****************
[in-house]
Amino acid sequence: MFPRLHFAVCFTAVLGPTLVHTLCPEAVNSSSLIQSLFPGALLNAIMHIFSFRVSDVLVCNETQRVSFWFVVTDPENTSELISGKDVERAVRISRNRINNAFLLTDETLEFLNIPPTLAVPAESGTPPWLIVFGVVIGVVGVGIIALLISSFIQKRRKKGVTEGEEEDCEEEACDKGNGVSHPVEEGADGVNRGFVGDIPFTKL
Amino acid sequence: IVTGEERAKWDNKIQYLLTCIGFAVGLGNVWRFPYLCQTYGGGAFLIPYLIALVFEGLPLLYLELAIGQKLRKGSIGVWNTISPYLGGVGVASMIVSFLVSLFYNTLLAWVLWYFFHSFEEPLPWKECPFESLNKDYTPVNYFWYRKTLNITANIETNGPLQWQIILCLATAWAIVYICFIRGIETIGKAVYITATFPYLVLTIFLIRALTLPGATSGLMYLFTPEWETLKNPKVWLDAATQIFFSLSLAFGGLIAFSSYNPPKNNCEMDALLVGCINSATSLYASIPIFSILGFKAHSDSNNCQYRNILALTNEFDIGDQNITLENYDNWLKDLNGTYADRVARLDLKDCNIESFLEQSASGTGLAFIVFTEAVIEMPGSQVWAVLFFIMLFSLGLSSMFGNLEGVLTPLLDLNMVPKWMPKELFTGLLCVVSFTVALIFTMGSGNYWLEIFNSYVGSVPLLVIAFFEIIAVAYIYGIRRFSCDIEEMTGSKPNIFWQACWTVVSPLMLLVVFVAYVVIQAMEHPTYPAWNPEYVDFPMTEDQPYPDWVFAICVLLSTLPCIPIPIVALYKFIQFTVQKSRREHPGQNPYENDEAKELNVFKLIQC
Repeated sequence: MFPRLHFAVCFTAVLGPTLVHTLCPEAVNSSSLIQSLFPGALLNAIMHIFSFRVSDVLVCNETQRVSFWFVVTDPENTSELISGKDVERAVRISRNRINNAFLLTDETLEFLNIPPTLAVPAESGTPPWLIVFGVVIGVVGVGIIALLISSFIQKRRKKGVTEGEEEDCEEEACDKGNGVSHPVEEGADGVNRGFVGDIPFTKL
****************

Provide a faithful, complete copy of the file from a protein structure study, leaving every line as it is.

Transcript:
[in-house]
Amino acid sequence: MFPRLHFAVCFTAVLGPTLVHTLCPEAVNSSSLIQSLFPGALLNAIMHIFSFRVSDVLVCNETQRVSFWFVVTDPENTSELISGKDVERAVRISRNRINNAFLLTDETLEFLNIPPTLAVPAESGTPPWLIVFGVVIGVVGVGIIALLISSFIQKRRKKGVTEGEEEDCEEEACDKGNGVSHPVEEGADGVNRGFVGDIPFTKL
Amino acid sequence: IVTGEERAKWDNKIQYLLTCIGFAVGLGNVWRFPYLCQTYGGGAFLIPYLIALVFEGLPLLYLELAIGQKLRKGSIGVWNTISPYLGGVGVASMIVSFLVSLFYNTLLAWVLWYFFHSFEEPLPWKECPFESLNKDYTPVNYFWYRKTLNITANIETNGPLQWQIILCLATAWAIVYICFIRGIETIGKAVYITATFPYLVLTIFLIRALTLPGATSGLMYLFTPEWETLKNPKVWLDAATQIFFSLSLAFGGLIAFSSYNPPKNNCEMDALLVGCINSATSLYASIPIFSILGFKAHSDSNNCQYRNILALTNEFDIGDQNITLENYDNWLKDLNGTYADRVARLDLKDCNIESFLEQSASGTGLAFIVFTEAVIEMPGSQVWAVLFFIMLFSLGLSSMFGNLEGVLTPLLDLNMVPKWMPKELFTGLLCVVSFTVALIFTMGSGNYWLEIFNSYVGSVPLLVIAFFEIIAVAYIYGIRRFSCDIEEMTGSKPNIFWQACWTVVSPLMLLVVFVAYVVIQAMEHPTYPAWNPEYVDFPMTEDQPYPDWVFAICVLLSTLPCIPIPIVALYKFIQFTVQKSRREHPGQNPYENDEAKELNVFKLIQC
Repeated sequence: MFPRLHFAVCFTAVLGPTLVHTLCPEAVNSSSLIQSLFPGALLNAIMHIFSFRVSDVLVCNETQRVSFWFVVTDPENTSELISGKDVERAVRISRNRINNAFLLTDETLEFLNIPPTLAVPAESGTPPWLIVFGVVIGVVGVGIIALLISSFIQKRRKKGVTEGEEEDCEEEACDKGNGVSHPVEEGADGVNRGFVGDIPFTKL